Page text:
Internet Tourism

By: Melissa Reynolds
By: Melissa Reynolds

If you need more information about river trips, ances are you'll turn to the Internet.

"When we first started out nobody knew about us we weren't in any of the search engines. Now, good days we get 100 hits a day that doesn't mean 100 customers, but certainly the more the better," Stephen Nichols says.

It's canoeing and whitewater rafting businesses that are really scoring big with the Web, Stephen Nichols says customers can see what it is.

"They're not sure what they're getting into and it gives them a free way to communicate and see if it's something they want to do," Nichols says.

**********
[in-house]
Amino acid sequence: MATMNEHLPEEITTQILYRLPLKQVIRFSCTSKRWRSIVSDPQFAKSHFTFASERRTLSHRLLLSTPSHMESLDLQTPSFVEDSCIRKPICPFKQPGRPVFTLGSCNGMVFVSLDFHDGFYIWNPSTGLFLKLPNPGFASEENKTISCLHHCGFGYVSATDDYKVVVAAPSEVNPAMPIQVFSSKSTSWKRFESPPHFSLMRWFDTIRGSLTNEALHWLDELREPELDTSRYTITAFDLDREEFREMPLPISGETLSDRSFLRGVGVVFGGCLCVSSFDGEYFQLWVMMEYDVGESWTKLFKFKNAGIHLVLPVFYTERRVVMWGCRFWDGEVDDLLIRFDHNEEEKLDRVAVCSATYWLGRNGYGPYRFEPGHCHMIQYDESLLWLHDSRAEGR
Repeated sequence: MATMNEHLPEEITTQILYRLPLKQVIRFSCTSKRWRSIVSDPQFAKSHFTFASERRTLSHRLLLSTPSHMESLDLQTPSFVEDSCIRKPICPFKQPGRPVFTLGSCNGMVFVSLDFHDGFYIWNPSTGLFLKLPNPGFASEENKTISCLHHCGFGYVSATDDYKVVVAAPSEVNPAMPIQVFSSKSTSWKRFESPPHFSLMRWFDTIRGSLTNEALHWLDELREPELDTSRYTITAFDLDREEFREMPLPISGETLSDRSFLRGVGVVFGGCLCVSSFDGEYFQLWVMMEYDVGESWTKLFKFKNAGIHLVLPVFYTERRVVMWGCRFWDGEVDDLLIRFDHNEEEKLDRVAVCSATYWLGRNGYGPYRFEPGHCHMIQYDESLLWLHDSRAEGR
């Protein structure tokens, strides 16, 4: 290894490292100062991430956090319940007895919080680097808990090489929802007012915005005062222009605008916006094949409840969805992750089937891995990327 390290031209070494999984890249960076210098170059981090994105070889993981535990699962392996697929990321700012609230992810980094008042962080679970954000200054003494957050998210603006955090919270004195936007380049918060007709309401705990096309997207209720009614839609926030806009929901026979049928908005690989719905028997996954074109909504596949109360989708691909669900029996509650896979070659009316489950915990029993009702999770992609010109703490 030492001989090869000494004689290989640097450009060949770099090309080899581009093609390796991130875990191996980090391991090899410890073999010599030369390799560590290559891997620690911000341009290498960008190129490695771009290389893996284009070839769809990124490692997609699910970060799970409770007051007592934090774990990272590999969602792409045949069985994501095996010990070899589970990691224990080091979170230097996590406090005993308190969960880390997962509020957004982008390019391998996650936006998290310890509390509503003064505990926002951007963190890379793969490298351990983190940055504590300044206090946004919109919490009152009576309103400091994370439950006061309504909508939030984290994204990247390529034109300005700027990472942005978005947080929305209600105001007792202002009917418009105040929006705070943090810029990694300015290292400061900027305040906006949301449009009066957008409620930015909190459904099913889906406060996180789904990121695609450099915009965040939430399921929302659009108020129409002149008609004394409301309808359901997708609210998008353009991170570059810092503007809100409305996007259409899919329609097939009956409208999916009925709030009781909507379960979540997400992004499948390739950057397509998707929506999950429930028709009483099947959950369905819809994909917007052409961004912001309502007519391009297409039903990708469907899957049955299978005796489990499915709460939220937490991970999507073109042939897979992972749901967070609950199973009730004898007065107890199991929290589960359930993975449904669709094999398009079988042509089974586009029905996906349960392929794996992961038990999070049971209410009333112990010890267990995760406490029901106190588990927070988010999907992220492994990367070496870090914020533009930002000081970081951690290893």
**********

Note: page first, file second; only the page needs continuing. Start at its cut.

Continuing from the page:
"It's a great place where they can find instant information and usually a good website will have a lot of links so they can continue to cruise around," Allison Coonley says.

Allison Coonley says the Harrisonburg Rockingham Visitors Bureau Web site gets over 60,000 hits a month. She says they're looking for everything from a restaurant's hours to the location of the Dayton Farmers Market.

"I think they're really surprised there are so many things to do when they see it on the internet they see some beautiful images and I think it helps them get excited about their trip," Coonley says.

Not only that, it's inexpensive for the businesses.

"Two weeks of being on the radio is about the same as the entire cost to set up the internet website so it's definitely the more economical way to go," Nichols says.

Without it they wouldn't have the customers they have today.

"You almost have to have a presence, even if you're not big in it, to be a part of the market," Nichols says.

Last year West Virginia's Department of Tourism gave $1.7 million to river outfitting companies to develop Web sites.


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